As with the diaries of the Rev. Williamson, Wilkinson's logbook entries provide us with tantalising snippets of hard data and this logbook, along with the few submissions that he sent to the Rainfall Guides, confirms for me that he did keep and maintain a meteorological register. In many ways it is Wilkinson's records that are the most frustrating for myself, because - what became of them?

  From the logbook we know that he kept a rain gauge, Min'/Max' thermometer and barometer and he clearly kept daily, monthly and annual records from these. But references to hard data from his records in the school logbook are limited, but one entry in particular as proved very valuable to myself.

  In short, the rainfall record for 1880 was absent, it did not appear in the rainfall guides and also enquiries with the Met' Office showed that they also were missing this year. But in 1889 Wilkinson makes an entry in the logbook that conveniently includes the mean rainfall for the years 1872-1888 and from which I was able to calculate the rainfall for 1880.

  So what we do have is an 18 year record of rainfall, which, is most important and of great value, especially taken with the other sites locally at that time.

  Wilkinson's rainfall records are stored in the Met' Offices archive, shown as published 1885, Ref: Archive Y12.D1-D3. I have the yearly card submitted by Wilkinson in 1885 to the Rainfall organisation, kindly provided by the Met' Office library archive and give its details below.

  Initially Wilkinson employed a 6" diameter rain gauge set at 6" above the ground, at the given location of 'High Green'. The rain gauge was then changed in 1874 to an 8" gauge set at 1ft above the ground and was then changed again in 1881 to 6" above the ground.

I have visions of him tearing his hair out as each year passed by with him unable to explain why his gauge was recording less than that of the Reverend Weston. How and where it is positioned is clearly quite crucial. The annual amounts for those years are shown below.

  As already mentioned, Wilkinson also had a Min'/Max' thermometer and there are references to temperatures in both the school logbook and also in some of the submssions that he made to the Rainfall Guides - (see 'Warm in April 1875' and 'Winter 1878-79, long and severe' below). Another example of the fact that he must have kept records is shown in the comment for 1879   'on only nine days in the year attaining 70°f' - what became of those records? Oh if only I could find them.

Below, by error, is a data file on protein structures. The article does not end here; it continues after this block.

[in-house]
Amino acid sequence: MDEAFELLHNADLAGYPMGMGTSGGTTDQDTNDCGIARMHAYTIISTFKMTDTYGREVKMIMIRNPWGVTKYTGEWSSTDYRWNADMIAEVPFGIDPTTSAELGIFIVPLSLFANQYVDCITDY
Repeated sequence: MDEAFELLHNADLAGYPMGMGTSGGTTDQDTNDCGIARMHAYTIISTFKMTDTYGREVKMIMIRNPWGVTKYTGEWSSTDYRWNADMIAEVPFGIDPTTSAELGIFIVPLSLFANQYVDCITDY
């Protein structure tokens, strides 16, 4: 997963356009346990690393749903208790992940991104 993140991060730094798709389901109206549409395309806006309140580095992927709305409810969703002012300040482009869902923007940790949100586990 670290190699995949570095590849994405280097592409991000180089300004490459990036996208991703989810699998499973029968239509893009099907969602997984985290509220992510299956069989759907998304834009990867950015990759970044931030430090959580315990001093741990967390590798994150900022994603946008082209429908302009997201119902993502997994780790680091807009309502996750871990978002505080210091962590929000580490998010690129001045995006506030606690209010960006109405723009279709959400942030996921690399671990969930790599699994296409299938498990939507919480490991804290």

For what it is worth, I would suspect that the thermometer was hung on a north facing wall and not necessarily housed in a screen, (the photo' below gives some idea of what was typical of the time) - but if it also amounted to 18 years worth of records it would be the best find of all.

  One curiosity of note is that not all the submissions that appear in the Rainfall Guides are referred to in the school logbook. The stormy year of 1886 does, but those for April 1875 and winter 78-79 don't.

  A typical and recurring entry in the school logbook is thus, taken from 1874   'Dec 11 - Snowstorm - 11 children absent'   although the entries do become more detailed in later years.

  The following are a selection of entries from the school logbook:

 

  1874 - A Snowy December and the Wettest day in the 18 year record*

    Dec 11   'Snowstorm - 11 children absent'     Dec 14   'Thick snow - 8 children absent'     Dec 18  'Bad attendance this week – snow thick on the ground – in places drifted' 

   Dec 24   'Bad attendance – Thick snow - The weather being very stormy the children wished to have only one week holiday this Xmas and to have the remainder of the holiday in the Spring when the weather is fine'  

    What is slightly strange about 1874 is that it had one extremely wet day, Oct 6th when 2.78 inches of rain fell, but Wilkinson makes no reference to it. That is 70.6 mm and very wet and would beat my own record of 68.0 mm - for some reason we have to wait until an entry on 29th October 1888 to know about this day!

  * Also see Crosby Ravensworth above 'The Principal heavy Rains of 1872-74' - and it all seems even more strange!

 

  The entries for the next few years focus on wet days with only   'Sept 3 - Very wet morning. 1.32 inches rainfall'   from 1875 offering anything quantitative.

  Indeed there were only four of five entries per year offering a simple 'Very wet' and the next entry of interest is  'Tues Feb 27 - Heavy fall of snow – four children absent'   from 1877.

  But already we see that a submission made to the Rainfall Guides did not warrant an entry in the logbook, it is thus:

 

  1875 - 'Warm In April'

  20th -   '74°f in the shade.'    -    The observer for Shap also commented on this day, stating 'Very hot, with distant thunder.'

  74° is 23.3°c and is just warmer than my highest April temperature of 23.1°c in 2011.

  But April can be changeable and only the very next day on the 21st the Shap observer commented thus, 'Bitter cold east wind.' and then on the 29th it was 'Hot, with distant thunder.'  Very mixed up weather indeed.

 

  1878 - 'A perfect Summer'

  In this year just one brief entry from the Rainfall Guides for the year as a whole - sounds like a perfect and long summer     'Cold backward spring. Remarkably fine dry summer and autumn until October 24th'

  But in the submissions regarding particular days he noted the following about the 21st May:'Pennine range and High Street white with snow.'

 

  Winter 1878-79 - 'Long and Severe' and other comments on 1879

  The logbook is slightly bereft of detail and the main body of information comes from the Rainfall Guides, but the logbook entries from November 1878 give a suggestion of winter having started early:

  Fri 1 Nov   'Cold prevalent this week - 4 children absent'     Fri 8 Nov   'Heavy fall of snow - 6 children absent'     Tues 12 Nov   'heavy fall of snow - 4 children absent'